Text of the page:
The authors of the study, Timothy B. Heath, Subimal Chatterjee, Suman Basuroy, Thorsten Hennig-Thurau and Bruno Kocher, identified several criteria that determines the success of sequential products such as the Fast and Furious
films. Ultimately, the study finds that there is an optimal number of
changes depending on where the iteration takes place in a sequence.
Further, the research shows that greater changes in later developments
result in an increase in positive reception.
A good example of these findings is seen in Fast Five—the fifth installment of the Fast and Furious. The film, which deviates from the franchise’s typical street-racing action for a heist-driven plot, grossed double the money that its immediate predecessor earned. The research attributes this success to the theory that consumers are
drawn to serialized products for two reasons: comfort and stimulation.
Comfort comes from the familiarity of the original product: A sequel comes with a guarantee that the viewer knows what to expect. Stimulation,
on the other hand, comes from the fact that a sequel is still something
new. As an innovation sequence progresses, the authors conclude that
consumers expect stimulation over comfort in the updates, upgrades and
sequels that come later in a series.
A chart showing how sequels perform with a variable number of changes.
Arguably, the reason for Fast Five's broader success may be that its story structure appeals to audiences
beyond automobile enthusiasts. Even so, the authors determine that this is not the exclusive reason since similar
patterns in other products such as the iPhone exist.
Currently in its tenth
model, the iPhone underwent its most significant design change between
the iPhone 5 and iPhone 6 with its slimmer shape and larger display. The
dramatic redesign stimulated consumers already familiar with the phone,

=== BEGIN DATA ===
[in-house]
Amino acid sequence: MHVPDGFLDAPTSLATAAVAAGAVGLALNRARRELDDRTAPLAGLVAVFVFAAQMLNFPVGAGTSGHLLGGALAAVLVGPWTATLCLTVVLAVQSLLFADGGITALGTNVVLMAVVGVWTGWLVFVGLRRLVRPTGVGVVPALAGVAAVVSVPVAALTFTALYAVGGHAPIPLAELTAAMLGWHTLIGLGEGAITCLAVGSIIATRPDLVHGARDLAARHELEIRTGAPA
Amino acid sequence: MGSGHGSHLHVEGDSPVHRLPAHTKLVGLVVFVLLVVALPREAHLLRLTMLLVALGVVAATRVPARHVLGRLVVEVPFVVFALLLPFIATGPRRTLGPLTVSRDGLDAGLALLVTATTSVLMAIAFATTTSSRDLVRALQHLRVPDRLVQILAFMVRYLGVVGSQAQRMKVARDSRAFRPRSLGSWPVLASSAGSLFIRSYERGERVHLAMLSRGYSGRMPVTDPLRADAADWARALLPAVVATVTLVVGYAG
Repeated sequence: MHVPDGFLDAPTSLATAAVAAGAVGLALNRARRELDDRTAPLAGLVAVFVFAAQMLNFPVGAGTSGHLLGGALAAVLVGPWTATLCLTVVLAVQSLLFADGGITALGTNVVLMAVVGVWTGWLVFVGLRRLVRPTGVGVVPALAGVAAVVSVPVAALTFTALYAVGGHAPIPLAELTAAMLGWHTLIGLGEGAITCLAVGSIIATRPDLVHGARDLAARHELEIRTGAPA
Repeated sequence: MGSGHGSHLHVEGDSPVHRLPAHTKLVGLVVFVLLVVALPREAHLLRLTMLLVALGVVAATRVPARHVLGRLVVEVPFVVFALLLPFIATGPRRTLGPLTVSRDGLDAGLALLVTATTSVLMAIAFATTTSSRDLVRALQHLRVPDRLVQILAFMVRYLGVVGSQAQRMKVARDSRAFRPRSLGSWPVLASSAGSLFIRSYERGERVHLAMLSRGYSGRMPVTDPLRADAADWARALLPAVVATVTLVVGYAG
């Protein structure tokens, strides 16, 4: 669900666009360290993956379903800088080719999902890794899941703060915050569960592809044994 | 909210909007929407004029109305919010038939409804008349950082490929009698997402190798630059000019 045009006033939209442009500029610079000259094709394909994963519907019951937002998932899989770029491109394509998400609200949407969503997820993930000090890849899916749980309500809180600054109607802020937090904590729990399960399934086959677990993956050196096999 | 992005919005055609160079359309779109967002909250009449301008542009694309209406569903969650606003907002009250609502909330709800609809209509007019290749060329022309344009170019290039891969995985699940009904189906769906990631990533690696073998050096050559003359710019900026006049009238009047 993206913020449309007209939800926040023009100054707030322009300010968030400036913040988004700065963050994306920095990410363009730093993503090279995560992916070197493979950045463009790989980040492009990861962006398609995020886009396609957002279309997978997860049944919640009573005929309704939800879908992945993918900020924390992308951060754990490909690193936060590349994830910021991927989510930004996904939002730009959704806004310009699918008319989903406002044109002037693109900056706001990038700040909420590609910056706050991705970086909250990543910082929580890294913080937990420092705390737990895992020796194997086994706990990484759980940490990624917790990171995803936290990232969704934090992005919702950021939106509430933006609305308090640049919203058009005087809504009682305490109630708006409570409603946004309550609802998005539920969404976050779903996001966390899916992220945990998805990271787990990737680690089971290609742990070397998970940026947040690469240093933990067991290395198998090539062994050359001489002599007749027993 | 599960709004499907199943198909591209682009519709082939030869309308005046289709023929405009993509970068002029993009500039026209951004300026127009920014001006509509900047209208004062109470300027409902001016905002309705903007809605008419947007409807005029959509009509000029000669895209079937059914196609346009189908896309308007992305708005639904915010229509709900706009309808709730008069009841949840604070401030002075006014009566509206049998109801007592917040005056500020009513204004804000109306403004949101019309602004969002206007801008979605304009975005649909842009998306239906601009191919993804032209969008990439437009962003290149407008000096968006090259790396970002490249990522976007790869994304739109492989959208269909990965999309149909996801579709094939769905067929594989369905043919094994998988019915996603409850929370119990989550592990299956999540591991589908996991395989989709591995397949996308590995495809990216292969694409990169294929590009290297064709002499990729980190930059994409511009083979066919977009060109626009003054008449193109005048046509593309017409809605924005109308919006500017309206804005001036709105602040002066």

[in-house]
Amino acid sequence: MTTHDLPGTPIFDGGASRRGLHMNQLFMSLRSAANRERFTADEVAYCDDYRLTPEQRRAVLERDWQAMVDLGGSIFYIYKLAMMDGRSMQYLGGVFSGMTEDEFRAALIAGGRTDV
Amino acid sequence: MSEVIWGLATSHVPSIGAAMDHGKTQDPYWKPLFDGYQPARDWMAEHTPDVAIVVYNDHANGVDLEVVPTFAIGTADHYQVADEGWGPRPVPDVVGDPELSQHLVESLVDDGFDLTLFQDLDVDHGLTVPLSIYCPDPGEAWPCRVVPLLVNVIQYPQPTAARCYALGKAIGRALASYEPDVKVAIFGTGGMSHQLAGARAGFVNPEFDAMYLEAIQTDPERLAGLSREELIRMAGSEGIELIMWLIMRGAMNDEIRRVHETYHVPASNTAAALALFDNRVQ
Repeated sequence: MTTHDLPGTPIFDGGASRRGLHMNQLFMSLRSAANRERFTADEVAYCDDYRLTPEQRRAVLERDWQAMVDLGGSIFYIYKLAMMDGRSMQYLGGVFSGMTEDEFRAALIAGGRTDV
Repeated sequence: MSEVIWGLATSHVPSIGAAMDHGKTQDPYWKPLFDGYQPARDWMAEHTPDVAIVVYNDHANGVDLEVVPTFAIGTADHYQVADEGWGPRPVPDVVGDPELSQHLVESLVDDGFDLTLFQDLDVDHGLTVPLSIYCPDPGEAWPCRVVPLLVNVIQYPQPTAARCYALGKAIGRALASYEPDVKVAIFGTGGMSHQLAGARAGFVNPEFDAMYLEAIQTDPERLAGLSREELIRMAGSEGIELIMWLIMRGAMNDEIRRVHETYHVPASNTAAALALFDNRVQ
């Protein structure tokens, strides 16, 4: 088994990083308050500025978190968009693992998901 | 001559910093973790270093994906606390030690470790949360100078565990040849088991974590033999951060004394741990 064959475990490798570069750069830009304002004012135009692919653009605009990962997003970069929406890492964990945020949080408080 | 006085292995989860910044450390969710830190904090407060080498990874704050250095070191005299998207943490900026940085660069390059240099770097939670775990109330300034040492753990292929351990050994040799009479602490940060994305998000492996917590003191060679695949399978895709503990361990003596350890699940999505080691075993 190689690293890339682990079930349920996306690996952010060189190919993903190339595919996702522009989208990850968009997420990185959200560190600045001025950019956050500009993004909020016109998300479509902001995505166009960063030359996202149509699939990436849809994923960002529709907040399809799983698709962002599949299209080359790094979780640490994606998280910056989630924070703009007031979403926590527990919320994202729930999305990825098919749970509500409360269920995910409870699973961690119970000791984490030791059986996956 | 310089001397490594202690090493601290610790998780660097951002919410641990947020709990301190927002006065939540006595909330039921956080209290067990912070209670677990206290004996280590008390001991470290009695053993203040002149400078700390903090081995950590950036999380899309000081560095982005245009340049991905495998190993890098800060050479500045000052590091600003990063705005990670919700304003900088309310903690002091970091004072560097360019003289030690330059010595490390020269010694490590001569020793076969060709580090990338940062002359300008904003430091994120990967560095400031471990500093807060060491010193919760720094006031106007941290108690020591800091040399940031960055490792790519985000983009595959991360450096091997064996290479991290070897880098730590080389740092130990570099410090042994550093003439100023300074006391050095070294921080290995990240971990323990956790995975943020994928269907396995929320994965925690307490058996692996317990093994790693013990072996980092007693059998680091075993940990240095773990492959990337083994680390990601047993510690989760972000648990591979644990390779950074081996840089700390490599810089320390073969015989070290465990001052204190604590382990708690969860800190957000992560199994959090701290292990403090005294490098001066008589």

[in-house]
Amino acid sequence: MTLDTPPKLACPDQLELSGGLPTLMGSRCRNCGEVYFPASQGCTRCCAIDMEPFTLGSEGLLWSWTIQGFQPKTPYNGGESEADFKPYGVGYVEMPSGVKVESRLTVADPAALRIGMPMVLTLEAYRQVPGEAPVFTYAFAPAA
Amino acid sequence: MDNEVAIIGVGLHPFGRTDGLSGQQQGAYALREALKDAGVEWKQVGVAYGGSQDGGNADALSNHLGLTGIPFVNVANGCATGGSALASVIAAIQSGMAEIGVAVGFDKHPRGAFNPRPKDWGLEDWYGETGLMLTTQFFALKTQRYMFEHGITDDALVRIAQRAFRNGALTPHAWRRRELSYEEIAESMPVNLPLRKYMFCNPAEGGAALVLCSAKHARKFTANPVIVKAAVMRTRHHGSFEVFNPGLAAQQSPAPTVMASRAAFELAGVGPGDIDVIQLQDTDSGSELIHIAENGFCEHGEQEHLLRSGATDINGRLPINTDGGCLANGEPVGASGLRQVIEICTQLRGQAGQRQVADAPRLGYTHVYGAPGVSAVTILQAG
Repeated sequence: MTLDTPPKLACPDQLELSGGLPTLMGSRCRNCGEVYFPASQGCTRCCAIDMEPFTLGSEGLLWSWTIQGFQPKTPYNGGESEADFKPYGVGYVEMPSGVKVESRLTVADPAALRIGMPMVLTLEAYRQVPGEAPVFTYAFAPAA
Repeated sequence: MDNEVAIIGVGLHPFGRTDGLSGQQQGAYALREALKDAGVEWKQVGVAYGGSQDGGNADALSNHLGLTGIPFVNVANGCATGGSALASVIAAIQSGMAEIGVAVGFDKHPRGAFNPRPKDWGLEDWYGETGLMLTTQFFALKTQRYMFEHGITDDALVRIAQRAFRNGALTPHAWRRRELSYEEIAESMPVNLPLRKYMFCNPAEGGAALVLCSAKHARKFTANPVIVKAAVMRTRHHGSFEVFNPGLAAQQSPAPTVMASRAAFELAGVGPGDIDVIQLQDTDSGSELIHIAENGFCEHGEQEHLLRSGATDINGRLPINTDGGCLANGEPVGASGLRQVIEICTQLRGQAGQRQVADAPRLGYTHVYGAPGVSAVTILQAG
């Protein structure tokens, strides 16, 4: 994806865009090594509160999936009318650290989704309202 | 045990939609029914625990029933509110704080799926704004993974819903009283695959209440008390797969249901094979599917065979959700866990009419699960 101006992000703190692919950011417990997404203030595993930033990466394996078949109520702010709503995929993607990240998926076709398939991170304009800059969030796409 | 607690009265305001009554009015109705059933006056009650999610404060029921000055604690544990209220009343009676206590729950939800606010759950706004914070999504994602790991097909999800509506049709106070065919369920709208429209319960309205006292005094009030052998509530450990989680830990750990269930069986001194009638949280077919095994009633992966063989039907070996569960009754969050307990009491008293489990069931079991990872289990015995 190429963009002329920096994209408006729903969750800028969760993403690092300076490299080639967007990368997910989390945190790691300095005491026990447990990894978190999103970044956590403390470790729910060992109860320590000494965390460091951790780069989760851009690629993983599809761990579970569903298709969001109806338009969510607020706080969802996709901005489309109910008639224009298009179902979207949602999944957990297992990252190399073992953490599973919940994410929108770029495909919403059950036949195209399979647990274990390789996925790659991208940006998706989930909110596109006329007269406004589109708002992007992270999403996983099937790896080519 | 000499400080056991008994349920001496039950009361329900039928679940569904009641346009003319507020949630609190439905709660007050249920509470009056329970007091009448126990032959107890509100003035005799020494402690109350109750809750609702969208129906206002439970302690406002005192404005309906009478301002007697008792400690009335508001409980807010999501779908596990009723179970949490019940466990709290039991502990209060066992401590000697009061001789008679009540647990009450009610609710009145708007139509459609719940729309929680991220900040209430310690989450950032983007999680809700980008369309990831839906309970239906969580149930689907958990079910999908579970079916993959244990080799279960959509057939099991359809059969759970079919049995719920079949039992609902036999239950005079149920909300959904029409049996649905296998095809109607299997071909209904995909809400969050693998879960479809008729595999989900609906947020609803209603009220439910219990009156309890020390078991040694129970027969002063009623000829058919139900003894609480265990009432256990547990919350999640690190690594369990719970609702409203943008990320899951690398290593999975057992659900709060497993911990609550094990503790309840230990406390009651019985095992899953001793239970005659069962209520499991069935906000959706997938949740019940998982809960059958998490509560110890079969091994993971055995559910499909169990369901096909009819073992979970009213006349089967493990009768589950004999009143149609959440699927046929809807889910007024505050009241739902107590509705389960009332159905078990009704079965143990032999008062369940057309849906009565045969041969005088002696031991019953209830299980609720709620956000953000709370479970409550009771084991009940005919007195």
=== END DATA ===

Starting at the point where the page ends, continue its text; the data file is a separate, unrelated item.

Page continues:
and subsequently broke sales records for the company.
According to author Timothy Heath, Apple
manages consumer expectations especially well with the use of its “s”
designator. “When moving from the iPhone 6 to 6s, the “s” lowers
consumer expectations relative to an increase in model number to the
iPhone 7, thereby making it easier for the phone’s innovations to
Aesthetic comparison of iPhone 5 and iPhone 6 models.
Marketers and managers of series installments
who work together to measure and maximize on consumer expectations will
take home a strong return on investment. Designing a system like
Apple’s “S” may also help to shape consumer expectations.
“…Interspersing minor/weaker innovations
among major/stronger innovations may help [those products perform
better]. Sellers can then introduce less expensive, more
comfort-oriented smaller innovations shortly after a major product
introduction to leverage and harvest the product’s relative novelty and
These smaller innovations also help temper consumer
expectations for, and thus improve evaluations of, later iterations.
Later iterations then require more stimulating innovations to revitalize
the brand and restore the harvested brand equity.”
B. Heath, Subimal Chatterjee, Suman Basuroy, Thorsten Hennig-Thurau,
and Bruno Kocher (2015), “Innovation Sequences over Iterated Offerings: A Relative Innovation, Comfort, and Stimulation Framework of Consumer Responses,” Journal of Marketing, 79 (6), 71-93.